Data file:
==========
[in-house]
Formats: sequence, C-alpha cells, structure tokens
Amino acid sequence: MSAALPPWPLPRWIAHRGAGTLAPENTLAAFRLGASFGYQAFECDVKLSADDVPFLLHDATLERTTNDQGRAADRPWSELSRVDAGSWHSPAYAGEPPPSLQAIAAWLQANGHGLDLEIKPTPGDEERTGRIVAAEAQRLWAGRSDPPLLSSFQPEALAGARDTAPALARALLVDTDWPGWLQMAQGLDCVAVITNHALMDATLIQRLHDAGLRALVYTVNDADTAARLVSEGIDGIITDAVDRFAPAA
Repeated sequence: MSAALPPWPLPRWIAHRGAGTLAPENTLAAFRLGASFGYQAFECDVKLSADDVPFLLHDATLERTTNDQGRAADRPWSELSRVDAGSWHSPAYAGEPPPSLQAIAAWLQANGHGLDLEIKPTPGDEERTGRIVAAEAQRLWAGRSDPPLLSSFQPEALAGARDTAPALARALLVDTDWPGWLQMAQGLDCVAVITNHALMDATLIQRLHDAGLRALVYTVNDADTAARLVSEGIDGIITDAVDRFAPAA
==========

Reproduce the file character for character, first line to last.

[in-house]
Formats: sequence, C-alpha cells, structure tokens
Amino acid sequence: MSAALPPWPLPRWIAHRGAGTLAPENTLAAFRLGASFGYQAFECDVKLSADDVPFLLHDATLERTTNDQGRAADRPWSELSRVDAGSWHSPAYAGEPPPSLQAIAAWLQANGHGLDLEIKPTPGDEERTGRIVAAEAQRLWAGRSDPPLLSSFQPEALAGARDTAPALARALLVDTDWPGWLQMAQGLDCVAVITNHALMDATLIQRLHDAGLRALVYTVNDADTAARLVSEGIDGIITDAVDRFAPAA
Repeated sequence: MSAALPPWPLPRWIAHRGAGTLAPENTLAAFRLGASFGYQAFECDVKLSADDVPFLLHDATLERTTNDQGRAADRPWSELSRVDAGSWHSPAYAGEPPPSLQAIAAWLQANGHGLDLEIKPTPGDEERTGRIVAAEAQRLWAGRSDPPLLSSFQPEALAGARDTAPALARALLVDTDWPGWLQMAQGLDCVAVITNHALMDATLIQRLHDAGLRALVYTVNDADTAARLVSEGIDGIITDAVDRFAPAA